Personally I wouldn't be interested in either one. If I was looking at the Sinn, I would buy a Breitling Colt, granted 500m WR is less, and you don't get submarine grade case, but you get a watch that can be serviced at most AD's, lume, accuracy, dial, bracelet or strap are equal or better to the Sinn and the prices are similar.

If I really needed night time legibilty I would look at the Breitling Evo aerospace. Hard to beat a backlit ani/digital for this job.

Now of course I don't know if you do deep dives, and you like the Sinn for that application. When I dive on vacation, I don't go that deep, my rental dive computer (which is quartz and not liquid filled or submarine grade steel like that Sinn) is more than adequate, as my primary tool. My backup dive watch, that's usually a cheap Seiko, Invicta, Certina, or Bulova. If I loose it or break it on a dive I'm not out a lot of coin.

Good luck with whatever you choose.
 

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Discussion Starter · #16 · (Edited)
Thank you for al the suggestions. The 5000 meter water depth rating doesn't mean much, as 50 feet would probably work fine. The only advantage of the Sinn in real water use is that one doesn't have to check the seals yearly to make sure they are intact, and one doesn't have to rush to rinse it off after it gets exposed to sea water. It is also easier to see at an angle underwater, but no substitute for a dive computer. I like the tegmented steel of the UX, as I seem to be able to scratch up regular watch steel even doing desk work. I agree with the opinions of others that for climbing, class 4 kayaking, caving, and other hard use - it is nice to have a semi disposable watch, and that for me means a G-Shock. The GS looks nicer than the UX and its lume is good for an hour or two, but not more at night. The biggest issue is weight. The UX without strap or bracelet weighs 105 grams (compared with 60 grams for the Breitling colt). I don't know the weight of the GS (couldn't find it online), but I doubt it would be as heavy as the Sinn. Accuracy is phenomenal with the UX, so the ability to self tune is not an issue. The best lume I had in any watch was a Marathon TSAR with tritium tubes. It was good until various parts (tubes, bezel lumes, etc) started falling off in a few years.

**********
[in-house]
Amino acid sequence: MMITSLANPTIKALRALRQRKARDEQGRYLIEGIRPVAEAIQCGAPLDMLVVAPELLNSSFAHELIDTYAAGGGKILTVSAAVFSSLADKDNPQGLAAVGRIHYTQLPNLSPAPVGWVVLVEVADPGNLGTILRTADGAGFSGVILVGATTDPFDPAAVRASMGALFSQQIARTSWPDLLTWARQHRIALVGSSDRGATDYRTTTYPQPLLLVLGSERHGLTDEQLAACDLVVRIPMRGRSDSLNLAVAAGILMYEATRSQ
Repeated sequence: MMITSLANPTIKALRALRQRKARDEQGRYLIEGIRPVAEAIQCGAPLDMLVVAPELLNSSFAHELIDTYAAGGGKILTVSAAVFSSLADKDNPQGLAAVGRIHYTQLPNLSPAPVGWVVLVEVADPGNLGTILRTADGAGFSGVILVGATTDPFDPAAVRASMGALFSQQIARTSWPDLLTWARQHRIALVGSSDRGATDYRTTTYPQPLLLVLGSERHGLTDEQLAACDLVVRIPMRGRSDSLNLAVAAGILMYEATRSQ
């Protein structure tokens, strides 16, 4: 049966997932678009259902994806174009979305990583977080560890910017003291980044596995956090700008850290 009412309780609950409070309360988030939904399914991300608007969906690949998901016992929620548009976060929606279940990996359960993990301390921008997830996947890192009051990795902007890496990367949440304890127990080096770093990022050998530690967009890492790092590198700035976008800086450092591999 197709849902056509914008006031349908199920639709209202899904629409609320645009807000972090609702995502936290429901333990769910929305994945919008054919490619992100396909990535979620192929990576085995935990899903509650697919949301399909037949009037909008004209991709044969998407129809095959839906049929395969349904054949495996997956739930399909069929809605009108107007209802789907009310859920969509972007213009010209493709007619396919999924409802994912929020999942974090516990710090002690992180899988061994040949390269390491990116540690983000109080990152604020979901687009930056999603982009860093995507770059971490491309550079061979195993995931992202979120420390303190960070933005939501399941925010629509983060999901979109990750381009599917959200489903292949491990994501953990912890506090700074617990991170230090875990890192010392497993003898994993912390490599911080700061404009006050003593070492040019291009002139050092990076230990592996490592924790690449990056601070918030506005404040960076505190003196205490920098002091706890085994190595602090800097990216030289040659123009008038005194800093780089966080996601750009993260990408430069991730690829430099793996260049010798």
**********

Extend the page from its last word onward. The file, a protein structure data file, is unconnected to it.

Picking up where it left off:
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The only advantage of the Sinn in real water use is that one doesn't have to check the seals yearly to make sure they are intact, and one doesn't have to rush to rinse it off after it gets exposed to sea water.
That's not true, for any watch, period.

The number one reason why watches are lost to the sea is spring bar failure. That's one reason why people wear sports watches on Nato straps--one failure doesn't make you lose the watch.

The number one reason why spring bars fail is corrosion. Most people take care of the watch and bracelet, but neglect the spring bars. There are actually 4 of them if you wear a bracelet or strap on a deployant. Make sure you rinse out the watch each time you go into the sea, and change the spring bars every year if you do sea sports regularly.
 

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As far as accuracy, not a lot of data on the Sinn here. But, that movement is modified into the B74 used in the Breitlings and they perform well here...
Both Sinn and Breitling use the ETA Thermoline movement (ETA 955.652) without modification. The fact that Breitling call it B74 and mark it like that is not considered to be modification regardless the marketing claim...